Shining star with oval ball emerges from the capital city

Shining star with oval ball emerges from the capital city

By Andile & Mandla Dladla

Shiniqwa Lamprecht is living her dream as a rising star in women rugby. Yet few people are aware about the route she had to take nor the sacrifices she made in order to reach the top.

It has taken a lot of sacrifices, insurmountable obstacles and challenges that would have broken down a less stronger person. But Lamprecht was driven by a dream to reach the heights never experienced before.

“My dream of playing rugby started when I was still very young playing with my nephews but unfortunately the area where I grew up there there was no rugby,” recalls Lamprecht.

After struggling to find a team that played women’s rugby for as long as she can remember around Eldoraigne in the South East of Pretoria, she eventually found herself teaming up with Harlequins Club during 2019 in the height of the Covid-19 pandemic.

“It’s not like putting my body through pain but more about the love I have for the sport,” says Lamprecht whose career as a hooker took off as she found herself in love with the contact sport.

“Once I get on the field it’s the most unreal feeling in the world and being sixteen then made it even more interesting for me.”

The same year during 2019 she played in her first tournament and like they often say that you cannot keep a good man down, just as you cannot keep a good woman down, her talent shone through and she got selected for the Blue Bulls U-16 securing her first colours.

“That’s when I realized that I had the talent and with the potential I had been blessed with, I could go far because it had always been my dream to represent my country one day and play for the Springboks.”

The road had been rocky, full of countless challenges but her dazzling form carried her through until she graduated to the Bulls U-18 last year but through sheer hard work and her dedication, she has been able to break into the first team at the beginning of the current season.

“While this has been a year of my greatest accomplishment, the same cannot be said about the year 2020 which was made worse by the outbreak of the Covid-19 pandemic which resulted in no action throughout the year.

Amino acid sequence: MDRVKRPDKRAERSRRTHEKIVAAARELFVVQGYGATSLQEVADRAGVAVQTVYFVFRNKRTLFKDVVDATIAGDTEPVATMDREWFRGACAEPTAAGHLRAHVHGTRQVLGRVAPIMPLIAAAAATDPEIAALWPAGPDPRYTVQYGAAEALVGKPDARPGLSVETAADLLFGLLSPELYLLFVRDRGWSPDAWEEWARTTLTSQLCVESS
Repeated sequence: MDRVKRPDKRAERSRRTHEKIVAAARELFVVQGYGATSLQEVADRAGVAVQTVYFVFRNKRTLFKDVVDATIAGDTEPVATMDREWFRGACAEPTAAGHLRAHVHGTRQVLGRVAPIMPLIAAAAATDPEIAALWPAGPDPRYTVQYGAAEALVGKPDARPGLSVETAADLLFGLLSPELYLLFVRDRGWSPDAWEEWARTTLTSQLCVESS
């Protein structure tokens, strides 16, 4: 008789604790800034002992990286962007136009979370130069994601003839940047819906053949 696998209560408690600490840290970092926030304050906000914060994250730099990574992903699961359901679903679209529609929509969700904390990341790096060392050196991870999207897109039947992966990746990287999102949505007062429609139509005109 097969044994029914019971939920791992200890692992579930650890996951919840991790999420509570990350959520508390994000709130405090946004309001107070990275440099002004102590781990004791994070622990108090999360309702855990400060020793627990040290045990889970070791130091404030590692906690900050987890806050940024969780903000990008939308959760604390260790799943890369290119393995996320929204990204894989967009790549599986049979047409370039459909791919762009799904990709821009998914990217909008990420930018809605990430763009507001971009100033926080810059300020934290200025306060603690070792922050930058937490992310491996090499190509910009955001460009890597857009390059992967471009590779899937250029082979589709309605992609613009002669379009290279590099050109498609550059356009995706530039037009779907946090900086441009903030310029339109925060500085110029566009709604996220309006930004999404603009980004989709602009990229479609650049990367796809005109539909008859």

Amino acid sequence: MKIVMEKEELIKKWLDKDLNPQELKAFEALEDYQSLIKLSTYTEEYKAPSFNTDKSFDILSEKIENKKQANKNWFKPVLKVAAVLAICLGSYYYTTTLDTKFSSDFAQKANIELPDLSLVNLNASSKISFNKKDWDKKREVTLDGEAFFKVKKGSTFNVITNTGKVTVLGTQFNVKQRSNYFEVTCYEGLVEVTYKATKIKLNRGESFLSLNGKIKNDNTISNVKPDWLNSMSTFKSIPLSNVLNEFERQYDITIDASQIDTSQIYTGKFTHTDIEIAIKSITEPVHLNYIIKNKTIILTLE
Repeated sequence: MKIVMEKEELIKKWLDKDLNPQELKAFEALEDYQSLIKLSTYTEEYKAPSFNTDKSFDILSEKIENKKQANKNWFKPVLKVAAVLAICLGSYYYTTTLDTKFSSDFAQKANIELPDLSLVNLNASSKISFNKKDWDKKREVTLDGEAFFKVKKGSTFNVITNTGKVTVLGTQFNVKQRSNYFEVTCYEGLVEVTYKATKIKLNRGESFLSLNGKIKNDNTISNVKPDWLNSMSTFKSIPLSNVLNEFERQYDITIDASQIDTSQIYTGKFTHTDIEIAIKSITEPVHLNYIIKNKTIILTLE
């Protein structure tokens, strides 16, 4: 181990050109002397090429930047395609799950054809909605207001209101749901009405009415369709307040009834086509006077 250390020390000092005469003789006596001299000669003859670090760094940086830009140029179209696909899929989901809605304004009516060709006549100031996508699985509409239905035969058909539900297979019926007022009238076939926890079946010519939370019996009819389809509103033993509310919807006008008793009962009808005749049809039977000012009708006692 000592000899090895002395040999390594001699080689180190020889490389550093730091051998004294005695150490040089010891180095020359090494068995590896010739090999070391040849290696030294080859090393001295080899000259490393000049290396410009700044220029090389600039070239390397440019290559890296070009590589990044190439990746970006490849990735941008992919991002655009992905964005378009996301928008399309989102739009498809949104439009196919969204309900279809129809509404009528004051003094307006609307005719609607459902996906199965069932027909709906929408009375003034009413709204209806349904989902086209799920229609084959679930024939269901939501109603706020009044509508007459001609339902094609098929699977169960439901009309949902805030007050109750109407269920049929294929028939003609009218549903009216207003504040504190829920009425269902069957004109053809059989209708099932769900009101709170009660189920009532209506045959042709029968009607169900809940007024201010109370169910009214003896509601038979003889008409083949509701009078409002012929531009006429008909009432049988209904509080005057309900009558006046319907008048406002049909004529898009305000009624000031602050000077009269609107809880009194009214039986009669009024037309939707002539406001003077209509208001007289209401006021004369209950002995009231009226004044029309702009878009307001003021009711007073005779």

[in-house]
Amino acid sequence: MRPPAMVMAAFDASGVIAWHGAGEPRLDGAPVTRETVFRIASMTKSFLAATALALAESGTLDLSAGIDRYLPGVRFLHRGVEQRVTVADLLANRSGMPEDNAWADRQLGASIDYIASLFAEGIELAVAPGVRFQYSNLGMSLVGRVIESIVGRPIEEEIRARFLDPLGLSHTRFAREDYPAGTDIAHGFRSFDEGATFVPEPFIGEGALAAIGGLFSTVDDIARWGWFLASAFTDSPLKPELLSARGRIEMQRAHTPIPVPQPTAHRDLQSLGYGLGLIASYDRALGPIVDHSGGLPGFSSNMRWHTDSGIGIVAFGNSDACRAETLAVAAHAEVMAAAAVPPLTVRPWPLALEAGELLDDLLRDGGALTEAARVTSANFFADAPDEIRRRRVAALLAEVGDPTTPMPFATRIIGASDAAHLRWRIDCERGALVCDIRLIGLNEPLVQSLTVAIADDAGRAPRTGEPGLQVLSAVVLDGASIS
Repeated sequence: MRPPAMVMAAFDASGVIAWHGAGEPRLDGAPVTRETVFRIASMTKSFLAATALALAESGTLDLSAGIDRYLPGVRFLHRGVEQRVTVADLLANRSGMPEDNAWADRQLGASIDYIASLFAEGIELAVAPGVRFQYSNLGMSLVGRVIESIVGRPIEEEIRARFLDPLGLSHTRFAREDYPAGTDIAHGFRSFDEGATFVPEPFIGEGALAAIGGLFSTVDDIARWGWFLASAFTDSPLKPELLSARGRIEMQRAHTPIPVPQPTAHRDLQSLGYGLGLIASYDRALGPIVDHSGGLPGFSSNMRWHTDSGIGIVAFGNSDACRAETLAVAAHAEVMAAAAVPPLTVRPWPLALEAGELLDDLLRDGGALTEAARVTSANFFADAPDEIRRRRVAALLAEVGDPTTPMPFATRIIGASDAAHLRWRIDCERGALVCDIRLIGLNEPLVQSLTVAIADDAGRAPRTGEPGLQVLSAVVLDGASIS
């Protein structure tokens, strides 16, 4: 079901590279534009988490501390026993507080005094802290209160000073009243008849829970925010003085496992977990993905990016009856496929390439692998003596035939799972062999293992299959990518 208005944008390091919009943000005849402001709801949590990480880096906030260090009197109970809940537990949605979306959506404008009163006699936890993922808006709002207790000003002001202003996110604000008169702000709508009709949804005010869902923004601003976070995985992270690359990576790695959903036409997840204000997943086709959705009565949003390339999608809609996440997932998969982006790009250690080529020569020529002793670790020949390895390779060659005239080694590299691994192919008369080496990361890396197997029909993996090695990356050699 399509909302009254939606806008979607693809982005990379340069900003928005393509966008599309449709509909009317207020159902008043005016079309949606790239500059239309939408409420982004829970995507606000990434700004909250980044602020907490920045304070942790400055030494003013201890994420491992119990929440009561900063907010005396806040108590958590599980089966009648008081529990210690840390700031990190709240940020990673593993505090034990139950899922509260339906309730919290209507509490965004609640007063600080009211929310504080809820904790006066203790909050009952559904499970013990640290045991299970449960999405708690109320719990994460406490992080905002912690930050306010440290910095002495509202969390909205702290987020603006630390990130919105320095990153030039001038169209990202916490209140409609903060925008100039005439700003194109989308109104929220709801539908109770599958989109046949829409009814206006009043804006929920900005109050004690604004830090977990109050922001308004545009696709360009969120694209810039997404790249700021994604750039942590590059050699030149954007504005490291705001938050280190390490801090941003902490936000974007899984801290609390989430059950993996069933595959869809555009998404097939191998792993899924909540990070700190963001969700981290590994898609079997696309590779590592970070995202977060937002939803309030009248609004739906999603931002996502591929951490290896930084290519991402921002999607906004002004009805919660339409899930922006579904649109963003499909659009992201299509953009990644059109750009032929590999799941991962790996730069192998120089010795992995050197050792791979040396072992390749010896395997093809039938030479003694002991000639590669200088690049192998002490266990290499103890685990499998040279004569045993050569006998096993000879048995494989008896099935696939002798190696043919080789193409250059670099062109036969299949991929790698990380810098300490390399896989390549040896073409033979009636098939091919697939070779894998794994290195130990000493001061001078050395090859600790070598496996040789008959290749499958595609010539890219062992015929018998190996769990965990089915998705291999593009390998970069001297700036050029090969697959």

“However, I knew what my goal were and that motivated me to get up every day and train.

“In 2021 I tore my Achilles tendon which gave me a lot of problems. I had to heavily strap my ankle because it was weak which set me back for about two months. I had to strengthen it but it is healed now.

“It requires mental strength to succeed in any sport and if one is not mentally prepared for failure or success then you won’t be able to go through it.

“The fear of failure was one of my biggest struggles because every time I failed it set me back. So, I changed my mindset to adapt in a way that I don’t have to stress about failure because that’s the thing that made me better at the end of the day.”

When Shiniqwa is not on the field of rugby then she is usually at work as she juggles playing the game and working for a surveillance company. She also enjoys spending time with her friends and family.

“I have given myself a break of a year or two to try and achieve my dreams of playing for the national team but due to the lack of funding for women’s rugby, it doesn’t make it easy for clubs to get their players at training and match days.

“It’s easier for the men to get seen and not so easy for us because some girls have to travel for over 20-km to play for a team so such logistics make it difficult for one to be seen by the scouts but I am going to make sure I play for the national team one day.

“Watching a lot of rugby for me is good and I do watch and support the Springbok Women’s team. It is important for us as women to showcase our talent and what we bring to the table. We know what we bring to the table because just like the men we play the same game.”

But with the recent focus on women’s football, netball and rugby the future is certainly bright because there are a lot of young talent coming through and if fairness is applied and not favouritism, then everything will be right in South Africa.

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